How do you know if you sound good when you play?  Most musicians are so busy focusing on playing that they find it difficult to listen to themselves as they play.  Instead, they rely on feeling good about the runthrough.

I’ve had countless students who have said to me during a lesson, “It felt good that time when I played.”  I’ve never had a student tell me, “It sounded good that time.”

The surprising thing to many of these students is that they can actually sound the best when they feel the worst.  While they’re struggling to get something right, their concentration and focus can be so intense that this intensity comes through in their sound.  This change in their sound sometimes improves their performance.

I’ve had this experience myself, during performances.  There have been times when I’ve left the stage feeling that I had to work just a little too hard to play that night.  Yet, after these difficult gigs, people have told me how good I sounded.

Then, there’s the experience of being an audience member.  I’ve occasionally found myself watching a performer who is really into their music.  I can tell they are loving what they’re doing, and that they feel good about it.  (As I write this, what comes to mind is the overly earnest singer-songwriter–repeating the refrain of a brand new song again and again.)   But, the listeners in the audience may be bored and are simply waiting for the song to end.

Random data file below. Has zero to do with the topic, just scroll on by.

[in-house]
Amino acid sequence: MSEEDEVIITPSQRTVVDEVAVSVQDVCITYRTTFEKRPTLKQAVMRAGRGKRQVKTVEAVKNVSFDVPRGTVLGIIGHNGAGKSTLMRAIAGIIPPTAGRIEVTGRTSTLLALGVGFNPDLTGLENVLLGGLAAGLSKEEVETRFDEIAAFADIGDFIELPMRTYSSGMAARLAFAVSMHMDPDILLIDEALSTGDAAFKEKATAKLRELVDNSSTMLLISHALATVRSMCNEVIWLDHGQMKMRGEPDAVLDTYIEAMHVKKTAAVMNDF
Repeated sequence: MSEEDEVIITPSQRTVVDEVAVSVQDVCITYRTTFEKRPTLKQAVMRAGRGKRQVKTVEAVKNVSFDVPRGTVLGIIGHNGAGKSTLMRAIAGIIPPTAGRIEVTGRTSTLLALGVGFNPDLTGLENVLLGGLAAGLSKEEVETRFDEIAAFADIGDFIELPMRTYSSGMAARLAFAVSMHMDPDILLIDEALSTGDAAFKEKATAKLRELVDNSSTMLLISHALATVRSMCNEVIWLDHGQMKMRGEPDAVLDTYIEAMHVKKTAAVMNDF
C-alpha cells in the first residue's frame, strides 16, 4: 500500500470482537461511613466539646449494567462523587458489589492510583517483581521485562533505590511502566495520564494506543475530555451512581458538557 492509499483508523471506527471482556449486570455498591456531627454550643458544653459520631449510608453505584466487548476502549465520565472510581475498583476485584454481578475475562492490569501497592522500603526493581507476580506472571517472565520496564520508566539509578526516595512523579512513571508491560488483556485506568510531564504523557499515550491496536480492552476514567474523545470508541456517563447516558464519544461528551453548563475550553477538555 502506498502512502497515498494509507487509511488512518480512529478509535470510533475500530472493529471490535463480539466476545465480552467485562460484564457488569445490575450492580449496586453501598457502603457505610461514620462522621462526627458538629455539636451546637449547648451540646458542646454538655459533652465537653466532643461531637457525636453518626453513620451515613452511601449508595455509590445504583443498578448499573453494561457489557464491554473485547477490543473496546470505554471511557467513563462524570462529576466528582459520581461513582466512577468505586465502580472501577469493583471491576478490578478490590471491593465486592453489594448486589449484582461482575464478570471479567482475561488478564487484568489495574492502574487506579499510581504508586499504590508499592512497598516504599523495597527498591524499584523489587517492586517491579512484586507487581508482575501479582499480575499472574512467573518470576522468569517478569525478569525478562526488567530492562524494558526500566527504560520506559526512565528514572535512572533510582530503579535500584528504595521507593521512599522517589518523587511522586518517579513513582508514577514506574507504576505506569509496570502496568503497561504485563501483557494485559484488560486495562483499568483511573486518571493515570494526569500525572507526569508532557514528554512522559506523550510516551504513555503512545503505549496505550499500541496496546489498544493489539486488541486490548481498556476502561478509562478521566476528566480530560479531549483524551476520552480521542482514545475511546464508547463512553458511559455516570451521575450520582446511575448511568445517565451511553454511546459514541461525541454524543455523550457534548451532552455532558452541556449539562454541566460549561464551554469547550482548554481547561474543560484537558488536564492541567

It’s become obvious to me that there is no way to be an objective listener  as you create music.

To know how you actually sound, you need to record yourself–especially in the practice room.  Don’t trust that feeling good while you play translates to sounding good too.  After all, how you feel while you play can be influenced by many factors, some having nothing at all to do with the music.

With a recording, you can listen back and be objective.  While you listen, it’s like you are in the audience and someone else is playing.  You’ll be able to accurately evaluate how you sound.

Here are a few of the many benefits of recording yourself:

1.  You will hear how you actually sound, not how you think you sound.

2.  You will pinpoint the areas that need more work.

3.  You’ll know if you’re putting enough emphasis on tone coloration and variation in dynamics, or if you need even greater contrast.

4.  You can decide if the music you’re working on is ready to be performed in public or if it still needs more work.

If you aren’t recording yourself, you cannot know how you sound.   Luckily, it’s never been easier to record yourself.  There are many digital recorders, inexpensive microphones, and software applications that make the process simple.

In future posts, I’ll discuss more about the benefits of recording yourself and the availability of many recording tools that should be a part of your practice room.

In the meantime, remember this:

It’s not enough to feel good when you play.  You need to feel good AND sound good–so your audience can feel good when they listen to you!!

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